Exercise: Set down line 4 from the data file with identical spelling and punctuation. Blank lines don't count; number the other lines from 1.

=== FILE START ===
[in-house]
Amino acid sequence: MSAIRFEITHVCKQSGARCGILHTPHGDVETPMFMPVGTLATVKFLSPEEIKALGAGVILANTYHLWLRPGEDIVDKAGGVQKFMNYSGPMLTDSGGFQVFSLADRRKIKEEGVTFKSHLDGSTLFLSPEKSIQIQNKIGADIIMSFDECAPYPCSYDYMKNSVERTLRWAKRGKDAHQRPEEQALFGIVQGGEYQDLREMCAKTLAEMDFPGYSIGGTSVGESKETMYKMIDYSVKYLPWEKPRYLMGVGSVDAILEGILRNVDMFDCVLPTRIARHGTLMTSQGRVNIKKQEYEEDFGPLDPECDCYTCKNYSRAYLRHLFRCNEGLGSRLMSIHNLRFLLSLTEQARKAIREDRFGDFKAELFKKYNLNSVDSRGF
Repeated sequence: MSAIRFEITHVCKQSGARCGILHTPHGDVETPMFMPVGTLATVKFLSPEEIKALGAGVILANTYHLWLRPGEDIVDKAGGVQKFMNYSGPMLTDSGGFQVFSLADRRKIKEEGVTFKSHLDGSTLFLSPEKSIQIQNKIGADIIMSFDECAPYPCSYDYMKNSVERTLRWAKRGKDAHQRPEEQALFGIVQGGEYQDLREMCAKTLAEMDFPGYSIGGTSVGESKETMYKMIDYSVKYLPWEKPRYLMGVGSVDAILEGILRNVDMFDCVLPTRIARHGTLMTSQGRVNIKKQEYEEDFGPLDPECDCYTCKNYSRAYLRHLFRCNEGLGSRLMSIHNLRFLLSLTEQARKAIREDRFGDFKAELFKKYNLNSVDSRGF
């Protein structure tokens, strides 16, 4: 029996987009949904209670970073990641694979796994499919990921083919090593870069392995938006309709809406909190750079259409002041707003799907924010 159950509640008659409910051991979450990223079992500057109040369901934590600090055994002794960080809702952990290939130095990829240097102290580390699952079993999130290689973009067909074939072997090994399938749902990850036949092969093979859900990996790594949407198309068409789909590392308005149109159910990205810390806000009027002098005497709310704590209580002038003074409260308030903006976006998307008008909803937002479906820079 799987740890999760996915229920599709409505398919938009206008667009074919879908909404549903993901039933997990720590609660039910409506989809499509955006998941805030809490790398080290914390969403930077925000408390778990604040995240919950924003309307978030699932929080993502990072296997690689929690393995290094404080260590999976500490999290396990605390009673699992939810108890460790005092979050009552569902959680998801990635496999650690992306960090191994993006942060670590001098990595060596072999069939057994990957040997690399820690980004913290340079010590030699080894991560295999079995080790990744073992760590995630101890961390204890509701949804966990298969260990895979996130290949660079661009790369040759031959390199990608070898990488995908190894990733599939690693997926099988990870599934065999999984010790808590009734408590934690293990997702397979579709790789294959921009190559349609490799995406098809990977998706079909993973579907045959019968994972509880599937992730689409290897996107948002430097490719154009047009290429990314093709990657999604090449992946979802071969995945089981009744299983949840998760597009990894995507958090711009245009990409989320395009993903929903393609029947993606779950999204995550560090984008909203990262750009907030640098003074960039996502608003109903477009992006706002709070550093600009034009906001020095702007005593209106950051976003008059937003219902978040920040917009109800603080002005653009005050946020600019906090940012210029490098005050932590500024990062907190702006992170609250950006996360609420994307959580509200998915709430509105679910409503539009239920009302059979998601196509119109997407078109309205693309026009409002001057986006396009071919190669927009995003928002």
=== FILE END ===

């Protein structure tokens, strides 16, 4: 029996987009949904209670970073990641694979796994499919990921083919090593870069392995938006309709809406909190750079259409002041707003799907924010 159950509640008659409910051991979450990223079992500057109040369901934590600090055994002794960080809702952990290939130095990829240097102290580390699952079993999130290689973009067909074939072997090994399938749902990850036949092969093979859900990996790594949407198309068409789909590392308005149109159910990205810390806000009027002098005497709310704590209580002038003074409260308030903006976006998307008008909803937002479906820079 799987740890999760996915229920599709409505398919938009206008667009074919879908909404549903993901039933997990720590609660039910409506989809499509955006998941805030809490790398080290914390969403930077925000408390778990604040995240919950924003309307978030699932929080993502990072296997690689929690393995290094404080260590999976500490999290396990605390009673699992939810108890460790005092979050009552569902959680998801990635496999650690992306960090191994993006942060670590001098990595060596072999069939057994990957040997690399820690980004913290340079010590030699080894991560295999079995080790990744073992760590995630101890961390204890509701949804966990298969260990895979996130290949660079661009790369040759031959390199990608070898990488995908190894990733599939690693997926099988990870599934065999999984010790808590009734408590934690293990997702397979579709790789294959921009190559349609490799995406098809990977998706079909993973579907045959019968994972509880599937992730689409290897996107948002430097490719154009047009290429990314093709990657999604090449992946979802071969995945089981009744299983949840998760597009990894995507958090711009245009990409989320395009993903929903393609029947993606779950999204995550560090984008909203990262750009907030640098003074960039996502608003109903477009992006706002709070550093600009034009906001020095702007005593209106950051976003008059937003219902978040920040917009109800603080002005653009005050946020600019906090940012210029490098005050932590500024990062907190702006992170609250950006996360609420994307959580509200998915709430509105679910409503539009239920009302059979998601196509119109997407078109309205693309026009409002001057986006396009071919190669927009995003928002």